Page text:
The beauty of this image is its simplicity. Shot in the 1930's in the midst of the worst depression in American history, this photo is part of a collection available through the US government. I would draw your attention to the signs which surround the men, to the discussion that they are having and to the many possible ways in which we could speculate about the image to imagine their words. What are they looking at? Are they waiting to be picked up or simply hanging out because they are unemployed?

In a photograph published some years ago by the New York Times we see a Bosnian soldier facing the camera and begging for his life. He is a young man. He has curly hair and a smooth face. His arms are outstretched. Behind him stands a Serbian soldier, rifle cocked and ready. As the caption suggests this man’s pleas were answered with his own death. He is staring at the camera as if it will provide him with refuge, as if the photographer will somehow intervene. The photograph cannot anticipate history but the caption can. The prisoner pushes against the camera — he is pleading for help. Yet, without the caption, his “story” and the interpretations which we could make of it, would be entirely circumstantial. In this case, the written word acts as an arbiter for the event and tries to intervene in our interpretation. But even as I say this, the photograph slips away. This anonymous man’s torment is as silent as the paper it was printed on. It would take an imaginative projection on my part to overcome the gaps created by his death as text and as image.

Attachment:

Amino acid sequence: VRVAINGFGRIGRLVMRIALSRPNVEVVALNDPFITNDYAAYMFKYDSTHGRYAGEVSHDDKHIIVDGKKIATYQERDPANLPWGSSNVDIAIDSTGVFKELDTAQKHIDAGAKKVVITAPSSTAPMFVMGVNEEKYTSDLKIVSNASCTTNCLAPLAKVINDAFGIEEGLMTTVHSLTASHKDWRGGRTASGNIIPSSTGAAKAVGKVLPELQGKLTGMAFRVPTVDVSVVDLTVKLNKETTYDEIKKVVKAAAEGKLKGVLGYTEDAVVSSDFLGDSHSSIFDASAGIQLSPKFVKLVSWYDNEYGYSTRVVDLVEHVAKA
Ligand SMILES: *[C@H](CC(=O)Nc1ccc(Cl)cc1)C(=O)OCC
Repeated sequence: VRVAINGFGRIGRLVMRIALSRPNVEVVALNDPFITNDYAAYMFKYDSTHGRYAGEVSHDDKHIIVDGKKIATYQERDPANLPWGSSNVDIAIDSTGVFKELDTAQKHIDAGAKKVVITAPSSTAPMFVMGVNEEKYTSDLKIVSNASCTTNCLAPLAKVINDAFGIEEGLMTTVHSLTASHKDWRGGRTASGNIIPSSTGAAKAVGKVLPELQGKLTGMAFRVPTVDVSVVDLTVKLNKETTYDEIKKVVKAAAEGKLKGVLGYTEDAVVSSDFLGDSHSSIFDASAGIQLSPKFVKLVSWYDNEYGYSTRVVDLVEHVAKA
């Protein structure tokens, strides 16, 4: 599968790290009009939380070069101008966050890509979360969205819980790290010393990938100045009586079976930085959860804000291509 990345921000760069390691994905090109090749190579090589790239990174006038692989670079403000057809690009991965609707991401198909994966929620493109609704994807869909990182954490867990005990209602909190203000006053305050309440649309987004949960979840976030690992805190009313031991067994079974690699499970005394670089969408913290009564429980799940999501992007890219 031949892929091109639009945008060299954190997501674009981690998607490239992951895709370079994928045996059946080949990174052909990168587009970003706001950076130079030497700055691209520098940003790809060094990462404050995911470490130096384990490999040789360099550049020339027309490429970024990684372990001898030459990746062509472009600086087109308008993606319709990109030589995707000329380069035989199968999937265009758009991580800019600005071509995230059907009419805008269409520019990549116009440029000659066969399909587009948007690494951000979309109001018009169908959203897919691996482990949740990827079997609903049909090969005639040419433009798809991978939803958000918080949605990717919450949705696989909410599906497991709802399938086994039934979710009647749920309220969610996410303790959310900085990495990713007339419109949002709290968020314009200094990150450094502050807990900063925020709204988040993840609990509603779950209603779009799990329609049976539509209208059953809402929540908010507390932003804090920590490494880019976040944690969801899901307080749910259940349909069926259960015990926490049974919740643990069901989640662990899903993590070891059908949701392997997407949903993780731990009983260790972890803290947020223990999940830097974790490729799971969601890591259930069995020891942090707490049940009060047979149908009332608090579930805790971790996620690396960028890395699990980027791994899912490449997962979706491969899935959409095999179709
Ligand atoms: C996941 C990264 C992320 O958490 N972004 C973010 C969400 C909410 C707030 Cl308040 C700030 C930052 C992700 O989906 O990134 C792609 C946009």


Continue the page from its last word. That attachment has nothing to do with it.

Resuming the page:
Let me suggest that photographic images neither illustrate thought, nor are thoughts illustrated by the pictorial. Photographic images are silent, blind, unseeing. They don’t listen to us nor do they change when viewed. They are not the source of a magical emanation from which the seeing eye draws inspiration. They rarely display the hand of the photographer who has created them and for the most part leave no traces of the chemistry which has produced them. This is not simply a matter of arbitrariness, of meanings lost and then gained, of part-whole relations which flounder in confusion. Photographs cannot rob the subjects they portray, since photographs never have subjects, men, women and children “imprinted” upon them. What is in play here is the very language which is used to describe and explain the “sight” of an image, the categories, words and labels which have been applied to the miniature worlds we peer into, anthropomorphize and recreate.